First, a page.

Faces of familiar peopleFusiform Gyrus

Every time we relive a moment, the medial temporal lobe helps combine those elements once again. Your life story is all such moments that you can relive.

The fact that we reconstruct our episodic memory, put the pieces back together, means that our episodic memories are actually very flexible. Scientists have been able to exploit this flexibility to plant false childhood memories of being left at a shopping mall, taking a hot air balloon ride, even having tea with Prince Charles!

More than 2 decades after she was raped, Jennifer Thompson appeared on T. V. with the man she had identified as her attacker. Years after Ronald Cotton was imprisoned, DNA evidence proved that Jennifer had been raped by another man. 70% of convictions overturned in U. S. involve eyewitness testimony. It’s not just our memories of crimes that can become contaminated. It’s the memories that tell us who we are and where we came from.

Memories over time

We have only a few memories from childhood. And nothing before around 3. But there’s this surprising bump in our teens and 20s.

How to increase your memory

You can improve your memory by just living a healthier and more active life.

  • Sleep a lot
  • Eat well
  • Meditate
Undergraduates were able to increase their score on the verbal GREs from 460 to 520 just by taking a mindfulness meditation class

Meditation improves focus and focus improves memory.

When it comes to personal experiences, there are certain features that make us remember some better than others:

1. Emotion

If you show a person a string of faces, they’ll remember the most emotional ones best. As Amygdala (emotional centre of the brain) sits right next to the Hippocampus, it up-regulates the hippocampus when we have an emotional experience. So a more detailed and stronger memory is formed.

2. Place

People are very consistent about where they were. So place has a particularly strong role in memory. In hippocampus, there seems to be cells that are specifically responsive to time and place. The hippocampus grows in size as we memorize things.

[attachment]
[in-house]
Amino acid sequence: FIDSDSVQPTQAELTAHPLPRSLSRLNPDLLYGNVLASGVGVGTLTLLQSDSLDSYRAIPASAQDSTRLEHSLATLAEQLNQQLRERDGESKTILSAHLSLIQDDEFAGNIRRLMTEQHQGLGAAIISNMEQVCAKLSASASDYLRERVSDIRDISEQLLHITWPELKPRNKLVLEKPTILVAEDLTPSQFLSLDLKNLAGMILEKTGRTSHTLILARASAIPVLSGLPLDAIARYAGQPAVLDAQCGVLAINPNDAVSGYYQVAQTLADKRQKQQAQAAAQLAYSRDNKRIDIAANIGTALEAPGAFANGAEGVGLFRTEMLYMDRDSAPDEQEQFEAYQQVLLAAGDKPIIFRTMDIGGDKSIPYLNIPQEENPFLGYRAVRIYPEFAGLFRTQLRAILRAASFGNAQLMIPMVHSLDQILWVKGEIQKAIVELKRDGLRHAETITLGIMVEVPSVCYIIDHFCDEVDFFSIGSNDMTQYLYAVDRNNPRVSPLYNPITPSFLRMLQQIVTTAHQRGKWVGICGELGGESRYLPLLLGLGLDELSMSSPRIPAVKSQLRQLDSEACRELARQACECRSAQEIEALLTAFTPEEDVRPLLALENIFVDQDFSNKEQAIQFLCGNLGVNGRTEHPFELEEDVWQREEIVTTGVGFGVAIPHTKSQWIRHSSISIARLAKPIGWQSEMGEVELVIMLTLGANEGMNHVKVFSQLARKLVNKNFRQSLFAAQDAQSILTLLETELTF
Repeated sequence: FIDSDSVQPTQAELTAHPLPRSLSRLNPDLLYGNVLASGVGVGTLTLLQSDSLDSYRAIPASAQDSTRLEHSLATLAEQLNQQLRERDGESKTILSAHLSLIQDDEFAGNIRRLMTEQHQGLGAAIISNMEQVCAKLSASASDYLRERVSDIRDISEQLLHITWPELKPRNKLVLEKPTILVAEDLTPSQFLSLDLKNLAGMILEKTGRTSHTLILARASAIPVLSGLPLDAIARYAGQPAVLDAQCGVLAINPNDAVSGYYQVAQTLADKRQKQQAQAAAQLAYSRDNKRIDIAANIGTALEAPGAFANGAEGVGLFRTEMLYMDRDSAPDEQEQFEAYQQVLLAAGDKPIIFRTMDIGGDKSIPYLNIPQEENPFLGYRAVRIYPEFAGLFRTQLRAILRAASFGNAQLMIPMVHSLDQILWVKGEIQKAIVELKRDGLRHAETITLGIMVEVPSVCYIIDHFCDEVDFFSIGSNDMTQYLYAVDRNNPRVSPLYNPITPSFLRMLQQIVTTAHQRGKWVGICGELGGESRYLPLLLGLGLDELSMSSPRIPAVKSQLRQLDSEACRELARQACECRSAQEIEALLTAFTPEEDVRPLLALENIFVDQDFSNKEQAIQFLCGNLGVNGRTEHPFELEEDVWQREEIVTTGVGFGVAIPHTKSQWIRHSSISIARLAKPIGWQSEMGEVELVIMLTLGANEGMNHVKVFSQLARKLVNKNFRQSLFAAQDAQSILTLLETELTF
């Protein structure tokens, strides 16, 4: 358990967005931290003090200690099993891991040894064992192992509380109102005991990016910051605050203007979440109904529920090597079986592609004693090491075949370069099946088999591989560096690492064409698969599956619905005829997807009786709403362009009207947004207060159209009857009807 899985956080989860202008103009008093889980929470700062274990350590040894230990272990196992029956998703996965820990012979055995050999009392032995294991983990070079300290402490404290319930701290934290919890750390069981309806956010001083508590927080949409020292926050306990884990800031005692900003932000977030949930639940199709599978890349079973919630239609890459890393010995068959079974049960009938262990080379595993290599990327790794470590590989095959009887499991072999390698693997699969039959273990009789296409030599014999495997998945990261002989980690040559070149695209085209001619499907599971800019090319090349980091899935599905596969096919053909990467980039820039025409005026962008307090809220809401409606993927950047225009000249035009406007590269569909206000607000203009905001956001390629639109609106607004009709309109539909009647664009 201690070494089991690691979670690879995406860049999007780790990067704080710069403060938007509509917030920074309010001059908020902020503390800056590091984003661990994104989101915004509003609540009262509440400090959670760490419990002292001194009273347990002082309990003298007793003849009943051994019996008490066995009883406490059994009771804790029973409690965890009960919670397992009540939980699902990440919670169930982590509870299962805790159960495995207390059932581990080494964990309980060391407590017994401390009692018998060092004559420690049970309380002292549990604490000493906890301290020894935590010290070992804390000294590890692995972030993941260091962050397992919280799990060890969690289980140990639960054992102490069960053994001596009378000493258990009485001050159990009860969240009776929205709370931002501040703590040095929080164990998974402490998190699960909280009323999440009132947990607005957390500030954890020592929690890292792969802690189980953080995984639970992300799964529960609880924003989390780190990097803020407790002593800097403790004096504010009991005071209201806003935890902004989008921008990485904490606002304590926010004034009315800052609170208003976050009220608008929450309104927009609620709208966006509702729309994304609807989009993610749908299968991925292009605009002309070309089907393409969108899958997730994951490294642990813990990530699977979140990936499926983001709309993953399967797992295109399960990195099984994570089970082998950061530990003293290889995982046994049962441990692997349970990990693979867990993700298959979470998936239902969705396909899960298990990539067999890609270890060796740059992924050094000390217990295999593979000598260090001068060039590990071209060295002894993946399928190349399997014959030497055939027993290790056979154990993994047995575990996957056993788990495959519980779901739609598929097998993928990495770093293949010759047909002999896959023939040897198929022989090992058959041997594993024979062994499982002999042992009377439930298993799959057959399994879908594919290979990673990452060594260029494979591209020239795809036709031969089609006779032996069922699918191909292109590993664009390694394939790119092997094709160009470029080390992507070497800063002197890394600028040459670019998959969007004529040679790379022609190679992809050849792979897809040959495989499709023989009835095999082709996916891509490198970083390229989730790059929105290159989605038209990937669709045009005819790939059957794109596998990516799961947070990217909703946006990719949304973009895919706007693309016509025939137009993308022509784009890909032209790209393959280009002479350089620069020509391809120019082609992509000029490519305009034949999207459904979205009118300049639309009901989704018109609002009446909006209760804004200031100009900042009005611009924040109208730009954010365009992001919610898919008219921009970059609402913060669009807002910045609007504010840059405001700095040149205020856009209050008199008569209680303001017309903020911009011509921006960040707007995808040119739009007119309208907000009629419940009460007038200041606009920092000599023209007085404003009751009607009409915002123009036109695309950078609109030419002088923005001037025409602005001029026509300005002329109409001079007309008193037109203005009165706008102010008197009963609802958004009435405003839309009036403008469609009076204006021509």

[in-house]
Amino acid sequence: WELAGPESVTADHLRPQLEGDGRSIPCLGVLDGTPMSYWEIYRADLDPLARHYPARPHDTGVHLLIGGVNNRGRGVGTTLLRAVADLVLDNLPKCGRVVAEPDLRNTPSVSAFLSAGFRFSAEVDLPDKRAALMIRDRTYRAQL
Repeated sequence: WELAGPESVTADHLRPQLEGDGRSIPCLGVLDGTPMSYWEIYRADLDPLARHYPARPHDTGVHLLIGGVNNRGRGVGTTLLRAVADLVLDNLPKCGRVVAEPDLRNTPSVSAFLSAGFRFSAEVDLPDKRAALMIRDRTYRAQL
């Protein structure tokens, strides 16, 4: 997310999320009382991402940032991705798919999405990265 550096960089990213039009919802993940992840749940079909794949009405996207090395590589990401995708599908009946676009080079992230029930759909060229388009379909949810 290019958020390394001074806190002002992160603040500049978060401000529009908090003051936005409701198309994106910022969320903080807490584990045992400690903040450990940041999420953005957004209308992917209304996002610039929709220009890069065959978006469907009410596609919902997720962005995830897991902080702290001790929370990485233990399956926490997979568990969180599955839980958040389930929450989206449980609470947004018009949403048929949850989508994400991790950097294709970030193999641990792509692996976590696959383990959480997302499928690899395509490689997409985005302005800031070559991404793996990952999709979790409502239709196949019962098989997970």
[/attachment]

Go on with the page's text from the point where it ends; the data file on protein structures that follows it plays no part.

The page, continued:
3. Story

Memories can be strengthened by story. Our brains pay much closer attention to information when it’s in the form of a narrative. The more you can associate to be remembered with structures you already have in your mind, the easier it will be to remember. When we retrieve that memory we have multiple ways of getting into that memory.

Superpower: Time Machine

The same network engaged in recalling past experiences lights up when you try to imagine the future. When you let your mind wander, you switch back and forth all the time, remembering and imagining.

Your mind is a Time Machine.

The same machinery that brings all those pieces together to relive the past, can bring some of those pieces together with other pieces to simulate possible futures. Now, the flexibility that leads us to remember things that never happened, that undermines the justice system, that corrupts our most vivid memories, it starts to look like a superpower; the key to our success as a species.

It allows us to troubleshoot upcoming experiences, to think through the ways in which events might unfold, potential obstacles that might come up and ways in which we might deal with those obstacles.

It’s a poor sort of memory that only works backwards.

Queen of Hearts, Lewis Carroll’s Through the Looking Glass

And some scientists say the simulation engine between your ears does something more profound: it weaves together memories of the past and dreams of the future to create your sense of self.